34.
Wallace  RBrown  ASilcox  V  et al.  Clinical disease, drug susceptibility, and biochemical patterns of the unnamed third biovariant complex of Mycobacterium fortuitumJ Infect Dis. 1990;163598- 603Article
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Wallace  RJTanner  DBrennan  PJBrown  B Clinical trial of clarithromycin for cutaneous (disseminated) infection due to Mycobacterium chelonaeAnn Intern Med. 1993;119482- 486Article
Original Investigation
August 12/26, 2002

Sixty-three Cases of Mycobacterium marinum InfectionClinical Features, Treatment, and Antibiotic Susceptibility of Causative Isolates

Author Affiliations

From the Laboratoire de Bactériologie, Centre National de Référence pour la Surveillance des Infections à Mycobactéries et de leur Résistance aux Antituberculeux (Drs Aubry, Robert, and Cambau), and the Services de Médecine Interne (Dr Chosidow) and Maladies Infectieuses (Dr Caumes), Groupe Hospitalier Pitié-Salpêtrière, Assistance Publique-Hôpitaux de Paris, Paris, France.

Arch Intern Med. 2002;162(15):1746-1752. doi:10.1001/archinte.162.15.1746
Abstract

Background  Mycobacterium marinum is a nontuberculous mycobacterium responsible for skin infections. Although cases have been seldom reported, no series of M marinum infection has been recently reported and the treatment is not standardized.

Methods  A national survey was conducted on culture-confirmed M marinum infections that occurred in France from January 1, 1996, to December 31, 1998. Clinical characteristics and therapeutic data were analyzed, and the minimum inhibitory concentrations of 11 antibiotics were determined against the causative isolates.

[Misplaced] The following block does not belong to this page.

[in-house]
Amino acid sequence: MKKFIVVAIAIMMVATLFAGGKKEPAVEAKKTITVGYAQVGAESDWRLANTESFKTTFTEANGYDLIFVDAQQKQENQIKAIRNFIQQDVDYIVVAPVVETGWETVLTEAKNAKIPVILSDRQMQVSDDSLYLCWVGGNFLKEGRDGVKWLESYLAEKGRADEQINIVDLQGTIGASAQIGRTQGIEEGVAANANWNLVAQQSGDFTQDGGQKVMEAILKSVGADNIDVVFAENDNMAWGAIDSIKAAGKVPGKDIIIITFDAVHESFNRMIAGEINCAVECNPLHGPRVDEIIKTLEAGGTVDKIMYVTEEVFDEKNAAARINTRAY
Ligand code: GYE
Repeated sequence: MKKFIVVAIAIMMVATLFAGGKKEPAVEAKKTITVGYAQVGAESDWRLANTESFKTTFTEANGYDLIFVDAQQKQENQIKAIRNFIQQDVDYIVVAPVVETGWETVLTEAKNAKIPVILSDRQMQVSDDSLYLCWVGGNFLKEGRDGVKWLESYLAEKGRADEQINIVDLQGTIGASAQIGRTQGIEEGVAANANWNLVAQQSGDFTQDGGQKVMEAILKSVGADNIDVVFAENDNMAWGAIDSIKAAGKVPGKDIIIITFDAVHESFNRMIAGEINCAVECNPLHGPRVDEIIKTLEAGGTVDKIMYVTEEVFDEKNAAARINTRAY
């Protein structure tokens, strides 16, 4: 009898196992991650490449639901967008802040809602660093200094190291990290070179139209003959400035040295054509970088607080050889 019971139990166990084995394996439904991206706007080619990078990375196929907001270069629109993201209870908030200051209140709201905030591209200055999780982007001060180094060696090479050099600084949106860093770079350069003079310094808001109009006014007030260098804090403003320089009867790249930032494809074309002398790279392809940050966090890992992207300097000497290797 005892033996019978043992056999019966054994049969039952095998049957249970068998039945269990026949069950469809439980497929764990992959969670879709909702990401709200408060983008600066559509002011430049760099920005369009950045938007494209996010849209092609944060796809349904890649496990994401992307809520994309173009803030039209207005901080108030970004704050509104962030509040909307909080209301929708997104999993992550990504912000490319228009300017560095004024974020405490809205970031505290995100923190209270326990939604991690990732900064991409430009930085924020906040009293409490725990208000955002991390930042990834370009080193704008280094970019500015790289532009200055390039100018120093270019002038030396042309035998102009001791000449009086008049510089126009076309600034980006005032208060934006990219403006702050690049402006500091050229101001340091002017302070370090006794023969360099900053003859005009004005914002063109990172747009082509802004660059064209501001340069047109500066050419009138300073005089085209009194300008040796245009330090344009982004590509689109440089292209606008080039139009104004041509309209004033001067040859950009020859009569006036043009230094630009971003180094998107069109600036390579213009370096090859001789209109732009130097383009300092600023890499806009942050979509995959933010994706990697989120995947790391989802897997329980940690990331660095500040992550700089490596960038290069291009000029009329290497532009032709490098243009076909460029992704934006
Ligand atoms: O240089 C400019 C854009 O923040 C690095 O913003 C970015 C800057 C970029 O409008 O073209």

Results  Sixty-three cases of M marinum infection were studied. In 53 (84%) of the patients, inoculation was related to fish tank exposure. The site of infection was mainly the upper limb (in 60 [95%] of the 63 patients), and infection was spread to deeper structures in 18 (29%) of the patients. All patients were treated with antibiotics (median time, 3½ months), and 30 (48%) underwent surgery. Various antibiotic regimens were prescribed, and the initial regimen was modified in 22 (35%) of the patients. Clarithromycin, cyclines, and rifampin were the most commonly prescribed antibiotics. Cure was observed for 55 (87%) of the patients. Failure was related to deep structure involvement (3 of 45 vs 5 of 18 patients; P = .04) but not to any antibiotic regimen. All strains showed the same susceptibility pattern without acquired resistance. The 90% minimum inhibitory concentrations of rifampin and rifabutin were far lower (0.5 and 0.06 µg/mL, respectively) than the 90% minimum inhibitory concentrations of clarithromycin (2 µg/mL) and the cyclines (minocycline, 4 µg/mL; and doxycycline, 8 µg/mL).